Most unfortunately, the team final that year featured just six teams, meaning that most of the Australian team only got to appear before the home crowd in qualifications. Perhaps worst of all, when it was discovered that Chinese gymnast Dong Fangxiao was underage, her scores were stricken from the record. Had this been discovered at the time, Australia would have placed sixth in qualifications and gotten to compete in the team final. It’s easy to understand why 2000 ended up as a disappointment for Australian fans.
In any other era, a sixth place finish would have been cause for celebration for Team GB – but like Australia, the British ladies finished fifth at the World Championships prior to the Olympics, rendering their Olympic placement less than impressive. As the Daily Mail put it, “It is a sign of the improving standards of this sport in Britain that Tweddle… seemed slightly disappointed not to have clinched fifth spot.”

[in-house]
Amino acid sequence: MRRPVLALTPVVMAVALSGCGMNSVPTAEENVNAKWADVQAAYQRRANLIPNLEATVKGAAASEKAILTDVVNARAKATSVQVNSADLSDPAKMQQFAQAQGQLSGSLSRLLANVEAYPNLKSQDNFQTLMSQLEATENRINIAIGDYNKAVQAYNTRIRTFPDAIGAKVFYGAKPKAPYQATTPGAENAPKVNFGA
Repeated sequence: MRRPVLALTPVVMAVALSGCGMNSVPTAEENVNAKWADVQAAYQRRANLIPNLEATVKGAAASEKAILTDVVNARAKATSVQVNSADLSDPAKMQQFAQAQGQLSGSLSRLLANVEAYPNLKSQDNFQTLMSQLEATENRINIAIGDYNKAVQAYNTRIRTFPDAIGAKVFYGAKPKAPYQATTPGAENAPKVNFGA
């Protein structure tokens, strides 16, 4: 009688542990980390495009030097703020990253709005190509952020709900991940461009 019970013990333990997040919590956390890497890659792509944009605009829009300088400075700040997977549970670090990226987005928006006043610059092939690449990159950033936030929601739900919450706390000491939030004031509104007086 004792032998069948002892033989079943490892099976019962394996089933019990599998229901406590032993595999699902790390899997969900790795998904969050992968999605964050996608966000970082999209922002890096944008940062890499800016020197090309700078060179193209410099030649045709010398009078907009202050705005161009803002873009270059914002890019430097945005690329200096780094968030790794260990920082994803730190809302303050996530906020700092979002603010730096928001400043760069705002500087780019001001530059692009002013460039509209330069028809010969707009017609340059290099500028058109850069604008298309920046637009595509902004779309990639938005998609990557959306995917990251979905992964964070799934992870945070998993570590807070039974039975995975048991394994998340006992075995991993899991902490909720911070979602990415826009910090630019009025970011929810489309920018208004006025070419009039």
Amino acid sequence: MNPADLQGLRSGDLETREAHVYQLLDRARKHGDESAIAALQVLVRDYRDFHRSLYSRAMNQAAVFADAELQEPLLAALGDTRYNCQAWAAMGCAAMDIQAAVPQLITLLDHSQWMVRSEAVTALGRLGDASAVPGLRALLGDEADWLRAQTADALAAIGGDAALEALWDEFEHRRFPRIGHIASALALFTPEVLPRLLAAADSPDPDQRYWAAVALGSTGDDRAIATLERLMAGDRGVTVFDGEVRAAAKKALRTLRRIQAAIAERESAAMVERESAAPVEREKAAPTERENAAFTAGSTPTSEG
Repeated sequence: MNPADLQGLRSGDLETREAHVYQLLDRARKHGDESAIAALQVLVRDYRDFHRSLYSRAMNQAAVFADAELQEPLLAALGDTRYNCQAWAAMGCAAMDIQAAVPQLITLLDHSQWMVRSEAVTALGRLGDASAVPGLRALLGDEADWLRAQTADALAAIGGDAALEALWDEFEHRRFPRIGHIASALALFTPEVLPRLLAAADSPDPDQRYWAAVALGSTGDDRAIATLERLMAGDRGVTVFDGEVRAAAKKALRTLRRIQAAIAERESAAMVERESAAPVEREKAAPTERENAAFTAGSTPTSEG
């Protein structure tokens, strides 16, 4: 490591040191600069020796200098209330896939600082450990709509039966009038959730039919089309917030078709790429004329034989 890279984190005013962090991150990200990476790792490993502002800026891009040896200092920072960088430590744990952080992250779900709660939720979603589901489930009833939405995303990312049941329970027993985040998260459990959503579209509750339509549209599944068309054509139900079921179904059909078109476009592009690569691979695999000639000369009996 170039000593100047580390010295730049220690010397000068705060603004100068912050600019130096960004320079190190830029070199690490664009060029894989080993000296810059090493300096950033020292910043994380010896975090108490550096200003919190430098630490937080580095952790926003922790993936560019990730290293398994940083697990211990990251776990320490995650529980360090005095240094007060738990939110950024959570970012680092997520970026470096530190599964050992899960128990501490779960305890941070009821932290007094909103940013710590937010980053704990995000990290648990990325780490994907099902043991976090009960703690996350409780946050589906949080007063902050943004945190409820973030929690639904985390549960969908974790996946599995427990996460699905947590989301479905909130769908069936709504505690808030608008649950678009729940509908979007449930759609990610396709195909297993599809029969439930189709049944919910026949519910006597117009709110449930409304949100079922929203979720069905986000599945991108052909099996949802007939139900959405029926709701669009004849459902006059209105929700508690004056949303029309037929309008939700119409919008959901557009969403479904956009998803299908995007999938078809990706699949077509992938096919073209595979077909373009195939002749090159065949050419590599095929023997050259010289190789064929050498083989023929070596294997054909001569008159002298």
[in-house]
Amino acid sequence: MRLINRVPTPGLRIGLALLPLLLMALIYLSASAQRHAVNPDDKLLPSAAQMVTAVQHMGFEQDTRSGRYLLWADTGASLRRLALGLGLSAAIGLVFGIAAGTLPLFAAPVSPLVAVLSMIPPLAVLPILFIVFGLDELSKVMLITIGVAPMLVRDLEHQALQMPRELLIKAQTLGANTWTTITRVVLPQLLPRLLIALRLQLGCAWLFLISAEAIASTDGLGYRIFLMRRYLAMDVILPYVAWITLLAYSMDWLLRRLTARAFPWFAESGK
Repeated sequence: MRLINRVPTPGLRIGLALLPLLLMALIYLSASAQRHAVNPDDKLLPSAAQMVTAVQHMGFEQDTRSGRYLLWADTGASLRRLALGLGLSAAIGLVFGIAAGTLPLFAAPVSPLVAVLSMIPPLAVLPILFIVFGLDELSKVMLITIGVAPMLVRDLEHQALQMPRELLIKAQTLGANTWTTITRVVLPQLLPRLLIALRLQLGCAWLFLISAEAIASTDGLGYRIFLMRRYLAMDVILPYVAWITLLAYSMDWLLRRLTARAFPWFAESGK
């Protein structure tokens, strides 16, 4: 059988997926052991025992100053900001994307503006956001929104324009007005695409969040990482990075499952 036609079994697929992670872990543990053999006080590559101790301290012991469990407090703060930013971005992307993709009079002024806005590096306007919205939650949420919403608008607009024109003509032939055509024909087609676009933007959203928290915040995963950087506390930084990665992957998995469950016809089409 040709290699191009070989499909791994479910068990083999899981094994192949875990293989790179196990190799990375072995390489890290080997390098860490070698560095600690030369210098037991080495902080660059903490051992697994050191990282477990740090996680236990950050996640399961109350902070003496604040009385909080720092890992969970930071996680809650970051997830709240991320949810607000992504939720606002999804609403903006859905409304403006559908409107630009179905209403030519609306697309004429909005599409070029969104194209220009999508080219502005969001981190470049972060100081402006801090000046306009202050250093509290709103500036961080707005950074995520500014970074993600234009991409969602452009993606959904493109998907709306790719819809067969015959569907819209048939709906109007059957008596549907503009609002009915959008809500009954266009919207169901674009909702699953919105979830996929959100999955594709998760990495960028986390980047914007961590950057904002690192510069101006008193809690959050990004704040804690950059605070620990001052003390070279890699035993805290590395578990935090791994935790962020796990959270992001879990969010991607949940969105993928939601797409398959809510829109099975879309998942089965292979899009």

Nevertheless, the British ladies have enjoyed unprecedented success since 2012, earning a team bronze in 2015 as well as numerous other individual Olympic, World, and European medals. This suggest that investments from the Olympic period set up a lasting program. A 2010 BBC article, for example, credits Team GB’s success to its switch to a semi-centralized system during a funding draught the decade before. With a strong network of gymnastics clubs in place, the system was perfectly primed to absorb the increased funding that came in the ramp up to the Olympics, and it continues to thrive today.